The Archbishop of the Anglican Church in Canada was visiting Brazil, and while visiting a mission in an impoverished neighborhood, was robbed at gunpoint.
He says, that while shaken, the incident underscore the need for the Church to be present among the poor and marginalized, and that this is the reality that many of the local clergy and lay ministers face every day. “…we’re going to get on a plane and fly away, and these people— this is what they live with.”
In the early afternoon of November 23, Archbishop Fred Hiltz, primate of the Anglican Church of Canada, and Archdeacon Paul Feheley, his principal secretary, had just gotten into their car after visiting the small Anglican church of St. John the Baptist in Belém, Brazil, when a group of young men holding guns surrounded them and began rifling through their pockets for wallets and phones, and removing watches and rings from their hands.
“At one point I was in the back seat with Paul, and they had my left arm out one window and my right arm out the other window trying to pull my rings off. They got my bishop’s ring, but they didn’t get my wedding ring,” Hiltz recalled. And, after getting as much as they could, “they were gone as quick as they came.”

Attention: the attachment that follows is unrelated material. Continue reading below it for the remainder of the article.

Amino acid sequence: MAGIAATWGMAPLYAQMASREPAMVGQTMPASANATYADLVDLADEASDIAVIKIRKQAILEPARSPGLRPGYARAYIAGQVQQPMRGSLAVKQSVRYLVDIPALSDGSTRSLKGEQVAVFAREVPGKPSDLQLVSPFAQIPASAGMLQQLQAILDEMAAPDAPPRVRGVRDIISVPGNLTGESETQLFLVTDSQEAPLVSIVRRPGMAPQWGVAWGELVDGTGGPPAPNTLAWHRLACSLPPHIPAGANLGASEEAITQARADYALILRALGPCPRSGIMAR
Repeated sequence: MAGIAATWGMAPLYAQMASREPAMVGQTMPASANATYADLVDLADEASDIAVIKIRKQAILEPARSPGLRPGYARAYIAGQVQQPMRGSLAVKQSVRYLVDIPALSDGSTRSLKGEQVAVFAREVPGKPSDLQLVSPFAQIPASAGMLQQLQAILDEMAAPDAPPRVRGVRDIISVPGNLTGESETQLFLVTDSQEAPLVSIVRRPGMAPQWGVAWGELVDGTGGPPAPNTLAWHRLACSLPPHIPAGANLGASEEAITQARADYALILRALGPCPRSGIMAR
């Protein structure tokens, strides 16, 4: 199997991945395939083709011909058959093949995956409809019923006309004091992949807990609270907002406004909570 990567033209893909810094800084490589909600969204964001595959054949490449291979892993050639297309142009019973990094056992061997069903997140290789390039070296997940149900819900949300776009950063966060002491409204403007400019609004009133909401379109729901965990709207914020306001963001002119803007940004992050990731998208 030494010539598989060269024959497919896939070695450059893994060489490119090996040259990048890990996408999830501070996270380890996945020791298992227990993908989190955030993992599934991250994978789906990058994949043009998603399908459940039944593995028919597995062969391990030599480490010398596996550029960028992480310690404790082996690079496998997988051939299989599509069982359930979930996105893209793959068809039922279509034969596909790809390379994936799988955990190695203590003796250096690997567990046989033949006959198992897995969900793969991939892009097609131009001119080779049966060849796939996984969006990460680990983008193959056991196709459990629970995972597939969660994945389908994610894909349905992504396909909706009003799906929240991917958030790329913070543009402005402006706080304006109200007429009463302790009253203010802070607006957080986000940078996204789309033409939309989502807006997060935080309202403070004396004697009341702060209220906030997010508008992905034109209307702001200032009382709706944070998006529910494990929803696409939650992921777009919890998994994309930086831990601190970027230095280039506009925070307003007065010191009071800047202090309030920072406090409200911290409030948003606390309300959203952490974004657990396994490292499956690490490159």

Hiltz and Feheley had come to the church earlier in the morning with the primate of the Episcopal Anglican Church of Brazil, Archbishop Francisco de Assiz da Silva, Bishop Saulo Maurício de Barros and his wife, Ruth, and the church’s rector, Fr. Marcos, as part of their trip to the diocese of Amazonia.
The Archbishop went to Belém to witness the presence of the church among the poorest in Brazil.
Located at the mouth of the Amazon River in northern Brazil, Belém is one of the nation’s largest cities, and the neighbourhood in which St. John the Baptist church is located, Terra Firme, is one of its poorest and most disadvantaged. The church is an established presence, though, and is in the process of finishing a building project to replace its original wooden structure, which had been compromised by rot, with a new brick-and-concrete building. Da Silva and de Barros wanted to show Hiltz some of the ways in which the Brazilian church is present among the poor and marginalized.
“They were excited to show us the church, because that church will represent for that neighbourhood a sense of hope—a place [where] they can worship and gather and do some social-action work, a little place for the children to play safely,” said Hiltz. “It helps us to have a deeper appreciation for the context in which the church tries to minister faithfully there.”